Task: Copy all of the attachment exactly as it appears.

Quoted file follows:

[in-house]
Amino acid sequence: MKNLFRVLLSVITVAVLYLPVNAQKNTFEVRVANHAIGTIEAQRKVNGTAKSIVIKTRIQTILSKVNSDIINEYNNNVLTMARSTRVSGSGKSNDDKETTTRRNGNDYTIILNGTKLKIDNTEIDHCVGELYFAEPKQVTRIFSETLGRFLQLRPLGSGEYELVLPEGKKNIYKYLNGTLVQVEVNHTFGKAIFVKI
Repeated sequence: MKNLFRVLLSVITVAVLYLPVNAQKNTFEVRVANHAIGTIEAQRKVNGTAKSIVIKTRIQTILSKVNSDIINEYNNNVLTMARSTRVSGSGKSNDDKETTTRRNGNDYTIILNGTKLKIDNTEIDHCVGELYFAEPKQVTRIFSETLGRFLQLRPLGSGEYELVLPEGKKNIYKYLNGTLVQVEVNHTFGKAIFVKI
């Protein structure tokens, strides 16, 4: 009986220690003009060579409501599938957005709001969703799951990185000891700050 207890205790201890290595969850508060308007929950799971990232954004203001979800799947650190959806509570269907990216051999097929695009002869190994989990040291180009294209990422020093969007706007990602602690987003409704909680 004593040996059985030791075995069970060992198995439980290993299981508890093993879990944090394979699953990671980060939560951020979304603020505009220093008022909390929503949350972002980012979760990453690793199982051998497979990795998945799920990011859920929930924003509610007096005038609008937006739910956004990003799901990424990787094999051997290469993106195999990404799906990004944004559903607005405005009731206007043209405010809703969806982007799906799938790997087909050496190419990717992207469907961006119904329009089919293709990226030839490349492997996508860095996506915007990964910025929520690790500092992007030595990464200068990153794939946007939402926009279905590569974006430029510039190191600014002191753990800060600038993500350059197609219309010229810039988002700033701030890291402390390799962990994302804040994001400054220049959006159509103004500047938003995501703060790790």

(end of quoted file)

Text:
[in-house]
Amino acid sequence: MKNLFRVLLSVITVAVLYLPVNAQKNTFEVRVANHAIGTIEAQRKVNGTAKSIVIKTRIQTILSKVNSDIINEYNNNVLTMARSTRVSGSGKSNDDKETTTRRNGNDYTIILNGTKLKIDNTEIDHCVGELYFAEPKQVTRIFSETLGRFLQLRPLGSGEYELVLPEGKKNIYKYLNGTLVQVEVNHTFGKAIFVKI
Repeated sequence: MKNLFRVLLSVITVAVLYLPVNAQKNTFEVRVANHAIGTIEAQRKVNGTAKSIVIKTRIQTILSKVNSDIINEYNNNVLTMARSTRVSGSGKSNDDKETTTRRNGNDYTIILNGTKLKIDNTEIDHCVGELYFAEPKQVTRIFSETLGRFLQLRPLGSGEYELVLPEGKKNIYKYLNGTLVQVEVNHTFGKAIFVKI
């Protein structure tokens, strides 16, 4: 009986220690003009060579409501599938957005709001969703799951990185000891700050 207890205790201890290595969850508060308007929950799971990232954004203001979800799947650190959806509570269907990216051999097929695009002869190994989990040291180009294209990422020093969007706007990602602690987003409704909680 004593040996059985030791075995069970060992198995439980290993299981508890093993879990944090394979699953990671980060939560951020979304603020505009220093008022909390929503949350972002980012979760990453690793199982051998497979990795998945799920990011859920929930924003509610007096005038609008937006739910956004990003799901990424990787094999051997290469993106195999990404799906990004944004559903607005405005009731206007043209405010809703969806982007799906799938790997087909050496190419990717992207469907961006119904329009089919293709990226030839490349492997996508860095996506915007990964910025929520690790500092992007030595990464200068990153794939946007939402926009279905590569974006430029510039190191600014002191753990800060600038993500350059197609219309010229810039988002700033701030890291402390390799962990994302804040994001400054220049959006159509103004500047938003995501703060790790």